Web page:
Right. We had absolutely no idea this would be the case. Then Ru-Rong’s group forged ahead with the biochemistry and showed that resolvins block capsaicin-induced signaling events. It’s laid out in Figure 3. On a related note, we also found RvE1 had a different protein receptor than RvD1. As I mentioned earlier, the two are produced from different precursor molecules. So we’re reassured that the D and E series resolvins represent a non-redundant system, meaning they have different cellular targets that bring about a similar biological endpoint.

What about docsahexaenoic acid (DHA) or eicosapentaenoic acid (EPA), the precursor omega-3s. How do the resolvins compare with their chemical forebearers in potency?

It’s really quite interesting. RvE1 turns out to be far more potent than the precursors. Ru-Rong and his group found that you need something like 1,000 times more EPA and 10,000 times more DHA to get even a budge of an effect in hyperalgesia. And we eat milligrams of EPA and DHA at a time in oily fish. So, I think the resolvins will be very well tolerated therapeutically because they’re taken up by the body, probably by very similar mechanisms to those used for these essential fatty acids. Where the difference comes is the resolvins hit the G-coupled receptors on the surface of our cells, and that starts a cascade that amplifies getting back to homeostasis. So, the nutritional aspect of this is very interesting.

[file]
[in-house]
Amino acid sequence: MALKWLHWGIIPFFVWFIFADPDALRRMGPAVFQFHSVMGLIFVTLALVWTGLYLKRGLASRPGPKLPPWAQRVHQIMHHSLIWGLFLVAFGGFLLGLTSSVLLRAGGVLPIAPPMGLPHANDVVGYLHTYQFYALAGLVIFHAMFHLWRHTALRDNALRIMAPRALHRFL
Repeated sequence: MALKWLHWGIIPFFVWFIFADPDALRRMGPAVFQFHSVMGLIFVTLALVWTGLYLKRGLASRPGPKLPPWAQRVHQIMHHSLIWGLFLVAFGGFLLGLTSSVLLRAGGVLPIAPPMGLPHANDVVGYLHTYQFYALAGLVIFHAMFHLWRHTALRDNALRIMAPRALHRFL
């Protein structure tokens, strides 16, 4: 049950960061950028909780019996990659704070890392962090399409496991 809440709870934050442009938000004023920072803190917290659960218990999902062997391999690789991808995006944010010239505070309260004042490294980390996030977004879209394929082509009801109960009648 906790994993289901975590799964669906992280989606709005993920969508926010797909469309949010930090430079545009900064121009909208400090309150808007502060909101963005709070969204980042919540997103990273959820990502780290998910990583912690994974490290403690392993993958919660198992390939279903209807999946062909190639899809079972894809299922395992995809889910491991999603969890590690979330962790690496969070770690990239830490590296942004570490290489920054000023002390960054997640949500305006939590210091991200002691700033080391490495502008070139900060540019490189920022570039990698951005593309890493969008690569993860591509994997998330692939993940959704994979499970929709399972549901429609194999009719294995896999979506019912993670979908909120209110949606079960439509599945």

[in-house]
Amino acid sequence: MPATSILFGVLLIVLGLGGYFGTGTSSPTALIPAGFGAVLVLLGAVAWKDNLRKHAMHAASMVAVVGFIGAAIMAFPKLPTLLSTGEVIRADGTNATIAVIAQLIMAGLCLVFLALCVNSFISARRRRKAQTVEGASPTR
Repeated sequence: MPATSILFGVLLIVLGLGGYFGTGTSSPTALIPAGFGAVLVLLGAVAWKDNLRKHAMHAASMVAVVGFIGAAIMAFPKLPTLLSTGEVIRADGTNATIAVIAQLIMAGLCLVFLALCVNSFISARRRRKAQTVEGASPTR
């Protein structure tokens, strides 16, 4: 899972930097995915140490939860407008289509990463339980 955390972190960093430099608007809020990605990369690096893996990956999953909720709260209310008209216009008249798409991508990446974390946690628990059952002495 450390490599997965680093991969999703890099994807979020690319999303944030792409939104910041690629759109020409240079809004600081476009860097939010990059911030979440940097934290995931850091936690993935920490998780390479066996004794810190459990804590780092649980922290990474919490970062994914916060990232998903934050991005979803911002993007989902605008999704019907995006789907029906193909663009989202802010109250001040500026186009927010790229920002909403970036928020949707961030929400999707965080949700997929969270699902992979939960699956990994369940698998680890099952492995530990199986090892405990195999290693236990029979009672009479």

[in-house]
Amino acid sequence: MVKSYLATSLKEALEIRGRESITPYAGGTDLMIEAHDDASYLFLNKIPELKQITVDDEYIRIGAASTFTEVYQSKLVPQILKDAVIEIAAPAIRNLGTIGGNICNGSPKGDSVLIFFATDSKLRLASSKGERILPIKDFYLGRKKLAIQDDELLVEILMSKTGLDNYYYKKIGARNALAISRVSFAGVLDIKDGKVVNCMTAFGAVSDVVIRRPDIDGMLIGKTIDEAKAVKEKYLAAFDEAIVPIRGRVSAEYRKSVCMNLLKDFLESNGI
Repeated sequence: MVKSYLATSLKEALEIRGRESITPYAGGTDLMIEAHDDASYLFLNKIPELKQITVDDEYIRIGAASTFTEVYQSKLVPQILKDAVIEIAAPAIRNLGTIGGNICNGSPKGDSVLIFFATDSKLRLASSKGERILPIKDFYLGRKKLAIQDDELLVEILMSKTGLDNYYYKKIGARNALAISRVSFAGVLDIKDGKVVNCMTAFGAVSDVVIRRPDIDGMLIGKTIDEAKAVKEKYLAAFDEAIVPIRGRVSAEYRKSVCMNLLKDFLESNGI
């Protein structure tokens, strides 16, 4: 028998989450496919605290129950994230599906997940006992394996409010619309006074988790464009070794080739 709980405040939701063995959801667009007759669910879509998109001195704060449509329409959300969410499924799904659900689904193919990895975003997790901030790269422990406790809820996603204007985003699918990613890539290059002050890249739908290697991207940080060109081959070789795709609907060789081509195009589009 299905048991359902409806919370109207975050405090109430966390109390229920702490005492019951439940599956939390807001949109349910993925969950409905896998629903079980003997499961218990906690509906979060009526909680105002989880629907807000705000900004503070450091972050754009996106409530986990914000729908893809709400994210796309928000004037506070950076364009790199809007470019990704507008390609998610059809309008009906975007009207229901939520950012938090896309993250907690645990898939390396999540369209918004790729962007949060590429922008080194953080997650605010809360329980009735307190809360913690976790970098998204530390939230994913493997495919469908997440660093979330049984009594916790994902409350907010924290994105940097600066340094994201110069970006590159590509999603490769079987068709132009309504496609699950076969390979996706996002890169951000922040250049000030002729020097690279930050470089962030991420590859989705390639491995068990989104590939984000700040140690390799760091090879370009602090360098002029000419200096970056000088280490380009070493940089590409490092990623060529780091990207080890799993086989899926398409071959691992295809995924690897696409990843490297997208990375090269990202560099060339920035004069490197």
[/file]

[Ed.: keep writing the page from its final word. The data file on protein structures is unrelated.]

So, in a sense, through diet, a person can build up their capacity for resolution?

That’s a good way to put it. If you are well toned nutritionally with EPA and DHA – and this certainly remains speculative at this point – you would have a more timely pain resolution. But if you are deficient in EPA or DHA, pain resolution will be dealt with less efficiently. You’ll have more of a tendency to have persistent pain.

In other words, you could possibly control chronic pain through diet?

Right, let’s say I have a pain signal fire off. It’s supposed to dissipate in .5 milliseconds. If you’re in an optimal nutritional state, the sensation passes in .5 milliseconds. If not, you might have prolonged resolution of that pain signal and also the inflammation around it. I’m sure many other similar nutrient-related mechanisms exist in the body. This might be one of the first to be suggested at the structure/function level for pain and essential dietary fats.

What kind of doors does this open for further explanations?

I really want to focus on the internal, or endogenous, formation of resolvins and related compounds in our models of pain. That’s one thing that we don’t have in this paper. We wanted to lead with the information on the biosynthetic pathways because we thought it was very exciting. We plan to go deeper into how resolution occurs in nerve cells and the biochemical crosstalk involved. One of the things that we’re interested in is how immune cells called leukocytes talk to the neurons through chemical mediators.

So, the future looks really bright with this?

I think so. I’m hoping that we can really push this forward. To be able to move in parallel with human trials is really important, and I hope that will evolve. Once people start talking, then things happen.

Thanks for discussing the paper.

Share This Page

GooglePlusExternal link – please review our disclaimer

LinkedInExternal link – please review our disclaimer

Print

This page last updated: February 26, 2014